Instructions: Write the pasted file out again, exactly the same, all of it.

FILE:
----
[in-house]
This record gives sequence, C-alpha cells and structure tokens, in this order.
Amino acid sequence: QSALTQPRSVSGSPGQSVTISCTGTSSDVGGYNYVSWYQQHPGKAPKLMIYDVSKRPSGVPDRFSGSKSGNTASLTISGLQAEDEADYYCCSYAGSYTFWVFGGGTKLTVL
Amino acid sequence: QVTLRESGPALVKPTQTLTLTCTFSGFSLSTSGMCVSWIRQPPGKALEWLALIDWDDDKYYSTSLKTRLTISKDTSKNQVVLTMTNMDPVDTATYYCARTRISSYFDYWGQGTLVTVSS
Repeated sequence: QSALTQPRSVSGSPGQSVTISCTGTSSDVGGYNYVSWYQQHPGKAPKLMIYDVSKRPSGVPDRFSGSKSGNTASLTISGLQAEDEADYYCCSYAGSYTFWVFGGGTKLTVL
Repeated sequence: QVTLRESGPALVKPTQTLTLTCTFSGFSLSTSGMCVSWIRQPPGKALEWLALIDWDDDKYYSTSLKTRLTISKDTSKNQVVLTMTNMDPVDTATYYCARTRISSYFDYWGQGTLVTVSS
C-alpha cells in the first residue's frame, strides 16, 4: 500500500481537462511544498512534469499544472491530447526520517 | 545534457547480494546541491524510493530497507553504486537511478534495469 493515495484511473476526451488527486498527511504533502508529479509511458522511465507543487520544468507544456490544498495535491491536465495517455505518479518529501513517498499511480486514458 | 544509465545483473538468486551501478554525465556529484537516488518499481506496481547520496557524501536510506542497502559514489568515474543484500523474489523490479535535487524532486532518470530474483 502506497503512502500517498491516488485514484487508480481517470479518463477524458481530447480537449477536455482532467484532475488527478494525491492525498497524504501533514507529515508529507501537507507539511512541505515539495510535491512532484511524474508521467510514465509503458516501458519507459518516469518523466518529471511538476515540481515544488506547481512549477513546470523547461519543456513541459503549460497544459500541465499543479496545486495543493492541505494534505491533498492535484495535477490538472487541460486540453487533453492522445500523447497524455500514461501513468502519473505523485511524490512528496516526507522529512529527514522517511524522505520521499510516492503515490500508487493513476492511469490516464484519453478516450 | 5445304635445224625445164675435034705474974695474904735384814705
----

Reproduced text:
[in-house]
This record gives sequence, C-alpha cells and structure tokens, in this order.
Amino acid sequence: QSALTQPRSVSGSPGQSVTISCTGTSSDVGGYNYVSWYQQHPGKAPKLMIYDVSKRPSGVPDRFSGSKSGNTASLTISGLQAEDEADYYCCSYAGSYTFWVFGGGTKLTVL
Amino acid sequence: QVTLRESGPALVKPTQTLTLTCTFSGFSLSTSGMCVSWIRQPPGKALEWLALIDWDDDKYYSTSLKTRLTISKDTSKNQVVLTMTNMDPVDTATYYCARTRISSYFDYWGQGTLVTVSS
Repeated sequence: QSALTQPRSVSGSPGQSVTISCTGTSSDVGGYNYVSWYQQHPGKAPKLMIYDVSKRPSGVPDRFSGSKSGNTASLTISGLQAEDEADYYCCSYAGSYTFWVFGGGTKLTVL
Repeated sequence: QVTLRESGPALVKPTQTLTLTCTFSGFSLSTSGMCVSWIRQPPGKALEWLALIDWDDDKYYSTSLKTRLTISKDTSKNQVVLTMTNMDPVDTATYYCARTRISSYFDYWGQGTLVTVSS
C-alpha cells in the first residue's frame, strides 16, 4: 500500500481537462511544498512534469499544472491530447526520517 | 545534457547480494546541491524510493530497507553504486537511478534495469 493515495484511473476526451488527486498527511504533502508529479509511458522511465507543487520544468507544456490544498495535491491536465495517455505518479518529501513517498499511480486514458 | 544509465545483473538468486551501478554525465556529484537516488518499481506496481547520496557524501536510506542497502559514489568515474543484500523474489523490479535535487524532486532518470530474483 502506497503512502500517498491516488485514484487508480481517470479518463477524458481530447480537449477536455482532467484532475488527478494525491492525498497524504501533514507529515508529507501537507507539511512541505515539495510535491512532484511524474508521467510514465509503458516501458519507459518516469518523466518529471511538476515540481515544488506547481512549477513546470523547461519543456513541459503549460497544459500541465499543479496545486495543493492541505494534505491533498492535484495535477490538472487541460486540453487533453492522445500523447497524455500514461501513468502519473505523485511524490512528496516526507522529512529527514522517511524522505520521499510516492503515490500508487493513476492511469490516464484519453478516450 | 5445304635445224625445164675435034705474974695474904735384814705